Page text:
- The interior is extremely cleanly designed yet also luxurious, with leather-wrapped, hand stitched dash, etc.
- The stock Jaguar V8 engine with 375hp and 375 pound feet of torque is the smoothest, quietest, silkiest shifting system on the road. It can tow 7800 pounds. It tows our 3500 pound boat up Sierra roads like it wasn't even there.
- 0-60 in under 7 seconds.

The only downside, and I honestly mean the only downside so far, has been the gas mileage, which is going to actually be comparable for any other V8 with that much power. I average about 19 mpg highway on long trips and about 15 around town. 12 if you floor it from stop-light to stop-light. ;-)

You can probably find a great deal on a used LR4 that will absolutely blow away anything that's been mentioned on this thread so far in terms of comfort, power, handling, off-road/snow capability, storage AND luxury!
post #78 of 101
Thread Starter 
Quote:
Originally Posted by Trekchick View Post

Early on in the thread Tromano said he'd prefer to put the skis in the car, but will resort to a box on top if it becomes necessary. 

 

Actually I don't want to put the skis in the car, I have a roof box for that. There are some other things (a giant stroller) that will n\eed to go in the car however. ;)

post #79 of 101
Quote:
There are no mazda dealers in Logan. Having already owned a car that is not serviced in my area (subaru), I prefer to buy one serviced locally.

 

I've never had to take my Pilot to the dealer. We just had the 105,000 mile service done at an independent shop, and nothing else required but standard maintenance, tires and brakes. By the way, we got 75K out of the original brakes and 80K out of the original tires.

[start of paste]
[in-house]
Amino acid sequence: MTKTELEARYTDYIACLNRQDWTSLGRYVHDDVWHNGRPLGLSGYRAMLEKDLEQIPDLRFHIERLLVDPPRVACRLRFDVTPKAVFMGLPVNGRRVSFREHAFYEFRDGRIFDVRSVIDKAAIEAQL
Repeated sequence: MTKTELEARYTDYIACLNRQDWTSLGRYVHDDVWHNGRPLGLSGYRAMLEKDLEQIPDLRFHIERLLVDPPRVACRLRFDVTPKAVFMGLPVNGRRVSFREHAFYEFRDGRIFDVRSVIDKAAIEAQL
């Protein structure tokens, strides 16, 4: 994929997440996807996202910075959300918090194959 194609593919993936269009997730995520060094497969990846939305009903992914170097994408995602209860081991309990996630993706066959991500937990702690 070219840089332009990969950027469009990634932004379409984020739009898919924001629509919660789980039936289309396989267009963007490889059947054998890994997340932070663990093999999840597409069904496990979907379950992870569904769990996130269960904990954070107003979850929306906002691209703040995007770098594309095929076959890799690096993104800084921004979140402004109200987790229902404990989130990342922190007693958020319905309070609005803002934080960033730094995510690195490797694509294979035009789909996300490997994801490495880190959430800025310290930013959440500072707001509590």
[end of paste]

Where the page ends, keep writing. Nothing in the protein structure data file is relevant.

post #80 of 101
Quote:
You also need to factor in the larger car seats they'll need when they're a little bigger.

 

You can always have snap in anchors installed after market. Makes removal ever so much easier.

post #81 of 101
I love my new Durango. Enough room with decent gas mileage on the v6
post #82 of 101

well,

 

I'd go back to trying out with seats the models your interested in, of course letting the primary driver decide.  when it comes down to it, how long do you keep vehicles?   If not more than 5 yrs, then choose whichever you like best for the seat set up you like best.  If you keep em 5+ years, then your decision may not depend so much on kid size short of them today physically fitting as over the next 3-4 yrs, the twins will grow past the simple seats.

 

The note on service, well, I agree ... if you choose a Mazda 9, then you may not need to worry much on a local dealer as it's unlikely you will need one.   However as noted too, minivans really (to me) are a nice option as one needn't climb up into them for seating. 

 

Overall, my opinion is what are your primary needs for the 95% of the time?  If you only need the seating for 2-3 times a yr, or 1 to 2 times a month during ski season ... why worry?  We haul our kids two to 3 times a year on a 13hr drive to Co ... in a crew cab pick up .. 3 kids wide in the second seat.   We've survived, so overall, is it a significant issue or simply a wish?